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The context in Psalm 68:18 is the exodus from Egypt. The Israelites escaped from Egypt, and plundered the Egyptians. The Lord is the one who delivered them from Egypt "with an outstretched arm."

The same passage is used in the New Testament. After his death, the humanity of the Second Person of the Godhead entered Sheol. His humanity led captivity captive, since Sheol was the staging point for Old Testament saints who died before the resurrection of Jesus Christ. That is, while believers in the Old Testament had righteousness, they did not have the free gift of eternal life, which was promised in the New Covenant. Therefore they "rested" in a confined location called Sheol until the resurrection of Jesus Christ, who led them out of Sheol.

Please notice that the same days of Nisan in the first month of the Hebrew calendar correspond exactly to the dates of the crucifixion and resurrection of Jesus Christ. That is, on the 16th of Nisan was the date when the Israelites escaped from Egypt and the next morning (Sunday) was when the waters wiped out the Egyptian Army. In like fashion, Jesus is the Second Moses (the "prophet" in Acts 3:20-22), who delivered the Old Testament believers from Sheol. His resurrection was the "water" that wiped out death and its power.

I will translate this to English later, but here is a preview.

graph !

In the Old Testament, the plunder from the Egyptians was material -- gold, earrings, and the like, and the Jews received the Law at Sinai fifty days later. They dedicated their plunder to God in Exodus 25:1-9, when God gave them the Law. In the New Testament, the plunder is spiritual power, since Satan has been plundered (like the Egyptians). Satan's power was wiped out by the "water" of eternal life at the resurrection. Our plunder is the spiritual power which we receive as spiritual gifts, which are distributed to us by the Holy Spirit.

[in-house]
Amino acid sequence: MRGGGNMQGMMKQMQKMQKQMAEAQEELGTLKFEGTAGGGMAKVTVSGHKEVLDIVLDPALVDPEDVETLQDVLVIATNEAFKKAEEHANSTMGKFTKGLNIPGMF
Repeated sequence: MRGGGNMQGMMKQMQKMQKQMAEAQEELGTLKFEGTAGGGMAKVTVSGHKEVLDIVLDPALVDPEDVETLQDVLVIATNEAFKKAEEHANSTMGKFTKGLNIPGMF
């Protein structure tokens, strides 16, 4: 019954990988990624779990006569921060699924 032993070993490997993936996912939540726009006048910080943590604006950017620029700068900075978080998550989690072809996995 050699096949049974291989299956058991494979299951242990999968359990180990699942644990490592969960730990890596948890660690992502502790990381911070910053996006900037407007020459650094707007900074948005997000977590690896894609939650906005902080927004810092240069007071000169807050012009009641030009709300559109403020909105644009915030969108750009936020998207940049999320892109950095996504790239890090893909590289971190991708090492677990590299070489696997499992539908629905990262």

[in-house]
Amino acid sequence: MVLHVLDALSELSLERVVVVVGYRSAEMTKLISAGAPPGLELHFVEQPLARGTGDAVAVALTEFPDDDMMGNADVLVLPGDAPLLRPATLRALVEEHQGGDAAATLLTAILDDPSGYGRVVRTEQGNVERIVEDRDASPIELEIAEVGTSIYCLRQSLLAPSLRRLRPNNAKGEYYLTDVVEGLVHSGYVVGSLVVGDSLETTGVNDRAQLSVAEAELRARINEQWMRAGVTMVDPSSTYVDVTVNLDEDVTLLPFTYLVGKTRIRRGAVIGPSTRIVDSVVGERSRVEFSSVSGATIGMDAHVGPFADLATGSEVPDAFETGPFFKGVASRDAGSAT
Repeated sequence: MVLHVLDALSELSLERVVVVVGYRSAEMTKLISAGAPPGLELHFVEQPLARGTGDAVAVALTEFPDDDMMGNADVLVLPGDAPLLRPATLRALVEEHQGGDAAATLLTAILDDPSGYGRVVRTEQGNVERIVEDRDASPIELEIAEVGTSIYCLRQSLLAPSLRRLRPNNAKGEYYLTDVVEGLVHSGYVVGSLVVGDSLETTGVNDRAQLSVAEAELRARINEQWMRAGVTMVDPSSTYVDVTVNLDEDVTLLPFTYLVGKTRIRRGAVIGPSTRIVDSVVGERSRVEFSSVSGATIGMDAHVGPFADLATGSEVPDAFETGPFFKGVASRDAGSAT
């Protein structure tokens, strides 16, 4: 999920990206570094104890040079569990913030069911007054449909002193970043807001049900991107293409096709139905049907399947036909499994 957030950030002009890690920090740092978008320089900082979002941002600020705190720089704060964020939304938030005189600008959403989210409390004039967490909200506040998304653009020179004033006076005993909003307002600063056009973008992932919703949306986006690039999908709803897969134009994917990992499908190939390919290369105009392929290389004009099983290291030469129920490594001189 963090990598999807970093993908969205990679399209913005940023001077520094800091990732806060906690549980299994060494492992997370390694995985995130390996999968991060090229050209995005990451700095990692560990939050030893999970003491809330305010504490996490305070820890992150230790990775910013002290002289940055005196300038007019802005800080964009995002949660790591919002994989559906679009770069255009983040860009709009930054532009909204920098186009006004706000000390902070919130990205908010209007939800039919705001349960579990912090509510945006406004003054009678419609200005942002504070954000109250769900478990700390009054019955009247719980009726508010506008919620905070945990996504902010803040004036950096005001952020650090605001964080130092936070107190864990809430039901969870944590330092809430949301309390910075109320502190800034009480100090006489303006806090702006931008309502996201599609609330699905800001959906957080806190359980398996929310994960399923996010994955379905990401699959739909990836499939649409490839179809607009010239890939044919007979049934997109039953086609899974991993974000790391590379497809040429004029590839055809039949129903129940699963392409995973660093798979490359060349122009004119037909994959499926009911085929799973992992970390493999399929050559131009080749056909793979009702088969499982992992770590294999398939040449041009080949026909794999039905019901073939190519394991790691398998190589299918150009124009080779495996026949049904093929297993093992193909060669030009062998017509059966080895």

The parallels in regard to Psalm 66:18 to Ephesians 4:8-10 (not to mention Romans 10:7) are very striking and very impressionable. For example, Sinai is mentioned in Psalm 66:17, since the Jews received the Law at Sinai, when their plunder was dedicated to God (Exodus 25:1-9). The distribution of spiritual gifts happened at Pentecost, which was the exact same day that the Law was given at Sinai. Again, I am sorry that this is not in English, but you will see how the remarkable coincidence of these dates and events.

graph !

Pentecost ("Pfingsten" in German) and Shavuot ("Schawuot" in German) are the exact same dates on the calendar. In other words, the Old Covenant and the New Covenant were announced to the nation of Israel on the very same date --> exactly 50 days after the "escape" from Egypt (and Sheol), when plunder was seized from the enemy. The dates correspond (in both cases) to the time when the plunder was then received by God and distributed to God's people as his temple (sanctuary). We are the sanctuaries of the Holy Spirit in the New Testament. We therefore have the plunder of spiritual power because the Second Moses ("Prophet" in Acts 3:20-22) delivered the captives, and as a result plunder was delivered in the Covenant of God to the people: in the New Covenant, this plunder is spiritual power, since we are the sanctuaries of God (please see Exodus 25:8-9).

Do you see the parallels?